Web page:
A review of the essential new 594-page biography of “Malcom X: A Life of Reinvention” by the Columbia professor Manning Marable , who spent more that two decades devoted to the project, reveals:
Malcolm X himself contributed to many of the fictions, Mr. Marable argues, by exaggerating, glossing over or omitting important incidents in his life. These episodes include a criminal career far more modest than he claimed, an early homosexual relationship with a white businessman, his mother’s confinement in a mental hospital for nearly 25 years and secret meetings with leaders of groups as divergent as the Ku Klux Klan and the Palestine Liberation Organization.
“Malcolm X: A Life of Reinvention” shows, for instance, that at a time when Malcolm X claimed in the autobiography to have “devoted himself to increasingly violent crime” in New York, he was actually in Lansing, Mich., his hometown. Mr. Marable attributes the embroidery of “amateurish attempts at gangsterism” to Malcolm X’s wish to demonstrate that the Nation of Islam’s gospel of pride and self-respect had the power to redeem even the most depraved criminal.
Fast forward to the queen of reinvention, Madonna. It was recently revealed that the charity foundation she had set up to build a school for girls in Malawi was forced to cancel those plans due to gross mismanagement of funds, sheer incompetence (the boyfriend of her former trainer was the Executive Director) and a fundamental misunderstanding of the cultural limits of celebrity vanity and charity.
Trevor Neilson, a founder of the Global Philanthropy Group, which Madonna recruited last November amid signs of upheaval at her charity, said he told her that building an expensive school in Malawi was an ineffective form of philanthropy, and suggested instead using resources to finance education programs though existing and proven nongovernmental organizations.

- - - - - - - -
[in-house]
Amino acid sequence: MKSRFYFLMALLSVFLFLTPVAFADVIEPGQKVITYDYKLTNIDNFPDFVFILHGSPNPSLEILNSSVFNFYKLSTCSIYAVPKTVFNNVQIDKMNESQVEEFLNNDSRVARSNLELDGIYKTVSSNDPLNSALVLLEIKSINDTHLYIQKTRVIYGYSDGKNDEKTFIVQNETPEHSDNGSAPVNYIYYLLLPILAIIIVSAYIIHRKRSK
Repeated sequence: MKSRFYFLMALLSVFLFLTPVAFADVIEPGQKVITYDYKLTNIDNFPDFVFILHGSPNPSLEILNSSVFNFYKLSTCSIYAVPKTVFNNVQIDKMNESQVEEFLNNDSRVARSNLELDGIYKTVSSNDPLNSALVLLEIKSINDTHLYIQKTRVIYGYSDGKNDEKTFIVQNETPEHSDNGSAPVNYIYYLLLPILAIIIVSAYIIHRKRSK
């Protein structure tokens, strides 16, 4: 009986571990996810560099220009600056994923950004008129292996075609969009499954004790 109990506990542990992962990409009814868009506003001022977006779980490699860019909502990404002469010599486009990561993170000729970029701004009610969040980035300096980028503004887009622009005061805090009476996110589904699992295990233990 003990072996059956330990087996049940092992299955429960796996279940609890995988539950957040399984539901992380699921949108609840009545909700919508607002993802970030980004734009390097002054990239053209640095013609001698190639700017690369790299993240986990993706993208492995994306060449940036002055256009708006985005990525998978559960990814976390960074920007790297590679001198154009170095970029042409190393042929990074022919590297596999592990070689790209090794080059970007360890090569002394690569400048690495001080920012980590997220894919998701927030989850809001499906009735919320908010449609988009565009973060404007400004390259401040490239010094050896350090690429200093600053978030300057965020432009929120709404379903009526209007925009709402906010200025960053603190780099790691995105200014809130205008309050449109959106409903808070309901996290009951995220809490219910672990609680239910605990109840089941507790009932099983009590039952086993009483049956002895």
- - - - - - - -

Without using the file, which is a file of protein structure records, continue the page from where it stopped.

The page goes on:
“Despite $3.8 million having been spent by the previous management team, the project has not broken ground, there was no title to the land and there was, over all, a startling lack of accountability on the part of the management team in Malawi and the management team in the United States,” he said. “We have yet to determine exactly what happened to all of that $3.8 million. We have not accounted for all the funds that were used.”
Last nite “60 Minutes” aired a stunning profile of pure invention. It was a profile on Greg Mortenson, the author of “Three Cups of Tea” and “Stones into Schools,” two best sellers that have turned him into a wealthy cultlike figure in the world of the crosscultural motivational movement. His books have become required reading for soldiers deploying for Afghanistan.
The profile reveals that much of his personal story which appears in both books is pure fiction and that more of the money he raises for his declared charitable purpose is spent on generating publicity for himself than building schools for the disadvantaged in Pakistan and Afghanistan.
Tom Kolovos is Editor In Chief of aControlledSubstance.com